|Native name |
Irish: Caisleán an tSlaoid
|Location||Slade, Hook Peninsula,|
County Wexford, Ireland
|Height||17 m (56 ft)|
|Built||early 16th century|
|Official name: Slade Castle|
The original fort was built by the Laffin (Laffan) family in the late 15th century. The fortified two-storied hall was added in the 16th century also adding crenellations. The Laffin estate was quite small, 86 ha (210 acres). This suggests that other sources of revenue, such as fishing or trade, must have funded the castle.
The Laffins lost Slade after the 1641 Rebellion. It was used for storage by the salt works until the 19th century, when that the castle was converted into tenement housing. When the castle was taken over by the Office of Public Works in the 1940s the castle was restored to its old condition.
The earliest part of the castle is the four-storey-tall tower. The ground and third floors have vaulted ceilings, with Irish crenelations on the parapet, where there are excellent views of Bannow Bay and Waterford Harbour, important for defence. The entrance doorway is protected by a machicolation and murder-hole. A fireplace and garderobe survive on the second level. The three ground-floor rooms cannot be entered from the living quarters above and may have been used as warehouses.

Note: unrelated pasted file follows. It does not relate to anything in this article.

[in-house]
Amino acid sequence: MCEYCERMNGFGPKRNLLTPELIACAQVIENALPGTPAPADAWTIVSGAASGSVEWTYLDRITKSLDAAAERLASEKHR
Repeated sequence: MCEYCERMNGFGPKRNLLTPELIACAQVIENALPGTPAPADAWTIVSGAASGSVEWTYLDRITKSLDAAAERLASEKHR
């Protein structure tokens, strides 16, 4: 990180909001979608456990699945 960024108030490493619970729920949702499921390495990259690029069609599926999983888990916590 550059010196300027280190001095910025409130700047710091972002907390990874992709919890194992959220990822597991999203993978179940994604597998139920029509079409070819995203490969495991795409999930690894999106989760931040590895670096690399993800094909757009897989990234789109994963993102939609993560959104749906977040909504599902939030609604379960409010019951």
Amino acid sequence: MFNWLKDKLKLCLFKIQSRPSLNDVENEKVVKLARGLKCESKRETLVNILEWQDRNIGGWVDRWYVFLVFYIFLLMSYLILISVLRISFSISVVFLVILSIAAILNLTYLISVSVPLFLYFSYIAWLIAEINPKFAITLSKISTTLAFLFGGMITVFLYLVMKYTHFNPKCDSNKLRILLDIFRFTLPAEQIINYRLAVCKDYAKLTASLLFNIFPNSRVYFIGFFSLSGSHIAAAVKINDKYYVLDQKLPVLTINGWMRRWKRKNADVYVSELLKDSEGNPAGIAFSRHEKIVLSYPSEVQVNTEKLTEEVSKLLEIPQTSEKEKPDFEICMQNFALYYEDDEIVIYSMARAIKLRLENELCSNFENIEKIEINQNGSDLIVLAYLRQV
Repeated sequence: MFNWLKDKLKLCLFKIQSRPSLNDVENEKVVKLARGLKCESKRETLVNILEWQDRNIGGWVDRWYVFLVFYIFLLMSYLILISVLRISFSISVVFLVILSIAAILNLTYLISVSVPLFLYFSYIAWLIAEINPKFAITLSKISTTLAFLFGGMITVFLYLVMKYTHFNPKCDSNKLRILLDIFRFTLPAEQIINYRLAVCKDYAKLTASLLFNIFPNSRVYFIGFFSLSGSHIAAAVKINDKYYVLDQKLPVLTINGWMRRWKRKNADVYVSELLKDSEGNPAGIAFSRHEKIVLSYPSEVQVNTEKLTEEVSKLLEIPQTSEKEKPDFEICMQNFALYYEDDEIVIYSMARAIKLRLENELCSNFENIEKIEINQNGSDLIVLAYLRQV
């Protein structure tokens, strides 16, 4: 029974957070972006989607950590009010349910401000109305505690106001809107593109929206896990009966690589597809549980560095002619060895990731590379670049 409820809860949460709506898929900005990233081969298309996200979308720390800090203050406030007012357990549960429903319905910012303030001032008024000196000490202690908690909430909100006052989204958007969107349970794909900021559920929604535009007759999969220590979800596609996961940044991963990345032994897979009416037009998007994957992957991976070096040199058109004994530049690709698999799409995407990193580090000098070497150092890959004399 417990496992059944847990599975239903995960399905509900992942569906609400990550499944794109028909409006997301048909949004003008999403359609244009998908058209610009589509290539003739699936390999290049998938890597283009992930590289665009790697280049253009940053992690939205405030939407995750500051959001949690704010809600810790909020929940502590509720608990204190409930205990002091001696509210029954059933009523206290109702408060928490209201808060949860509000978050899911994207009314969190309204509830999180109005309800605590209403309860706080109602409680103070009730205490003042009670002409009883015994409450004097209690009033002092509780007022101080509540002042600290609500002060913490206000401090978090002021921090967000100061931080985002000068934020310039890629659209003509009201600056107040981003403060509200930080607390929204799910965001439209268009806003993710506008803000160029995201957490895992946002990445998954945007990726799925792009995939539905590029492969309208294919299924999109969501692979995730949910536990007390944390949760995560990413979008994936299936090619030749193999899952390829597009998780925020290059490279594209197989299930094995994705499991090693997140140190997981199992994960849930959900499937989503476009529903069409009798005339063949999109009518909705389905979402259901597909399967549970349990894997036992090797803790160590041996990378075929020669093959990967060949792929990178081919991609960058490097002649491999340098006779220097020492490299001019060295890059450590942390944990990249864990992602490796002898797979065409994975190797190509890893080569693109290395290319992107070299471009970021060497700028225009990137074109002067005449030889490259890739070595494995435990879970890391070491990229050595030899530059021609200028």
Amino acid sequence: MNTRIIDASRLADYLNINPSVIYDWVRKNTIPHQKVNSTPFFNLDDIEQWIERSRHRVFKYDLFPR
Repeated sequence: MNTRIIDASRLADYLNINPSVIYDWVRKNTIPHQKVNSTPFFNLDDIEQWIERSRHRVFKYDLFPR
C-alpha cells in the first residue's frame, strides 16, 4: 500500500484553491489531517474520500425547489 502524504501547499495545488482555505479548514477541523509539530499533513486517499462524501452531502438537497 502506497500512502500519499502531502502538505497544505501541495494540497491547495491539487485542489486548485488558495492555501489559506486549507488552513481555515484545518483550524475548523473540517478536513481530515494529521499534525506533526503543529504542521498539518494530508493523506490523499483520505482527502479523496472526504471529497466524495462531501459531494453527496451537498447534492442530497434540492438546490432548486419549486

The hall is two storeys tall, with entrance protected by a murder-hole. There is a large fireplace at the west end and an oubliette in the south wall. A mural staircase leads to the upper floor.
- "Irish Castles - Slade Castle".
- Grose, Francis; Ledwich, Edward (1 January 1791). "The antiquities of Ireland". Printed for S. Hooper – via Google Books.
- Colfer, Billy (1 January 2004). "The Hook Peninsula: County Wexford". Cork University Press – via Google Books.
- "Slade Castle, Slade. co. Wexford. c.1470".
- "Slade castle, Co. Wexford - Irish Archaeology".
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- "Slade Castle, County Wexford".